Quantitative Methods in Administration
Introduction to basic mathematical and statistical methods and models for administrative problem solving and decision making. Includes such topics as decision making under conditions of risk, inventory theory, linear programming, networks and queuing.
Course Prerequisites and Credit Hours
- Course Prerequisites: (All three required)
- Methods of Calculus (MAC 2233) with a passing grade
- Introductory Statistics (STA 2023) with a passing grade
- A Junior standing
- Credit Hours: 3
To be determined
Tuesday & Thursday 12:00pm to 1:45pm
To be determined
Supplemental Instruction Leader
To be determined
Required Text and Materials
- Title: Quantitative Analysis for Management 12th edition.
- Authors: Barry Render, Ralph M. Stair, Michael E. Hanna and Trevor S. Hale.
- Publisher: Pearson. ISBN: 978-0133507331
- A calculator with exponential (yx), factorial (x!) and square root capabilities.
- A reliable computer and webcam – required for all exams.
- Reliable Internet access - required for all exams.
- A copy of Microsoft Office.
- Microsoft Excel will be used to do many calculations
- Microsoft Office 365 is available for free for all currently enrolled FAU students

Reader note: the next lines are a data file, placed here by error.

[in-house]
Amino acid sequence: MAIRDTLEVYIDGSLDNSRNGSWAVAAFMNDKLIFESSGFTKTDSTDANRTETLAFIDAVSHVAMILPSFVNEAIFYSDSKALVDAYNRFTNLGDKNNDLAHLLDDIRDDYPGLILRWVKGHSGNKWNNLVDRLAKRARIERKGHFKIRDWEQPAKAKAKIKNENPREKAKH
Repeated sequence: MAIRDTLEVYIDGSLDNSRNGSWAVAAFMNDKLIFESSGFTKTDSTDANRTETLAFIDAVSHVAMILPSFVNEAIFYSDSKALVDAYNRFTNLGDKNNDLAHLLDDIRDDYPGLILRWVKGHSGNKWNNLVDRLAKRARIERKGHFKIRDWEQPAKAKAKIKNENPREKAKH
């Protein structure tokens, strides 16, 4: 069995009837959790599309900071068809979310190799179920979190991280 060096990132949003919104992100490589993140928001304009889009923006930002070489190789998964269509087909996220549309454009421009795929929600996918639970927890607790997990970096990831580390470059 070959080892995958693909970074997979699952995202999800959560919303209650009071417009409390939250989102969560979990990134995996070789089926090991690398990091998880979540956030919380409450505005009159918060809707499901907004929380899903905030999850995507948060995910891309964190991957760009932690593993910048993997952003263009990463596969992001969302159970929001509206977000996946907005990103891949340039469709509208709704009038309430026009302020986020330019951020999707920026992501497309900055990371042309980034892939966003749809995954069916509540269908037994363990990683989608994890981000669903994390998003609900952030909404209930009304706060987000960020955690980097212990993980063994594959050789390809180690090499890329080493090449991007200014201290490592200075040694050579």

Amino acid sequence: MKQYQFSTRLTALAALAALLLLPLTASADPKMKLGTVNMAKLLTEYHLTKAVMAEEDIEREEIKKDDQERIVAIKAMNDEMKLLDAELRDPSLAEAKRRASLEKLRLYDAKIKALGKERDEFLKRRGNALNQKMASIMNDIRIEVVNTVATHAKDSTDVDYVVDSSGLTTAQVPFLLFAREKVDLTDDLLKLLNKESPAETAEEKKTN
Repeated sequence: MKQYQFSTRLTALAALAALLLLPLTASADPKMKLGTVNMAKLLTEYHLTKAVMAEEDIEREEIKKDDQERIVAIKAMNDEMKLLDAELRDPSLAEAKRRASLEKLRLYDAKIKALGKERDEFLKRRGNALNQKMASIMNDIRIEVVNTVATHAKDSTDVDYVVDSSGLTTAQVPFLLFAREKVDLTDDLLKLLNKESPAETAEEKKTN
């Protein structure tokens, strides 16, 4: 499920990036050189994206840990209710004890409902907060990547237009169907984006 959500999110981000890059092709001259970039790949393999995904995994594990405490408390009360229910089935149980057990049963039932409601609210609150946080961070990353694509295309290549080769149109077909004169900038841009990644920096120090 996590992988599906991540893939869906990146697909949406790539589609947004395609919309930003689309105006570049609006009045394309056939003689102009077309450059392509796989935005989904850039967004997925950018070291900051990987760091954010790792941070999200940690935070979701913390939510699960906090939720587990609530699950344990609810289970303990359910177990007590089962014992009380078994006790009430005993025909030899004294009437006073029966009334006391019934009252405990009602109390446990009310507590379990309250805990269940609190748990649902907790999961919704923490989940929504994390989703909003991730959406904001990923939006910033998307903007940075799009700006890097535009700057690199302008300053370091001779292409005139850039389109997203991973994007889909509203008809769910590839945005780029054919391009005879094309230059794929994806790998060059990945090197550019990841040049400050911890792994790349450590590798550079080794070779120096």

- For more information visit http://www.fau.edu/oit/getoffice365
- Additional materials will be assigned and distributed via Canvas throughout the course.
Course Learning Objectives
- Students will:
- Learn and understand the value of quantitative methods in administrative and operational problem solving and decision-making. They will be introduced to a variety of statistical and quantitative techniques applicable to a wide range of business situations.
- Be able to recognize and apply techniques and their applications in problem solving for decision making.
- Be introduced to quantitative business methods such as decision theory, forecasting, simple linear
- regression, linear programming as well as optional topics multiple linear regression and queuing theory.
- Be introduced to software tools and their use for problem solving and decision making in applications such as linear programming and regression models.
- Apply quantitative techniques to business problem situations and analyze the results.
- Be able to demonstrate the problem-solving dimension as referenced above.
Minimum pre-entry skills
Basic algebraic concepts
- Understanding of the significance of an equation
- Ability to manipulate linear equations and solve simultaneously
- Understanding the concepts of slope (marginal value)
- Ability to plot data points
1. Concepts of calculus/Understanding of derivative
2. Probability concepts
- Continuous vs. discrete distributions and the concept of a random variable
- Normal distribution and the ability to use the appropriate tables
- Sampling distributions and sample mean
- Frequency distributions and Histograms
- Independent vs. dependent probability
- Understanding the concepts of marginal, conditional, and joint probability
4. Problem solving
- Ability to decipher a written statement and understand significant facts and the problem to be solved
- Ability to apply a written scenario to a solution method
5. Computer skills - Ability to create a spreadsheet representation of a problem
- Tabular (rows/columns)
Course Evaluation Method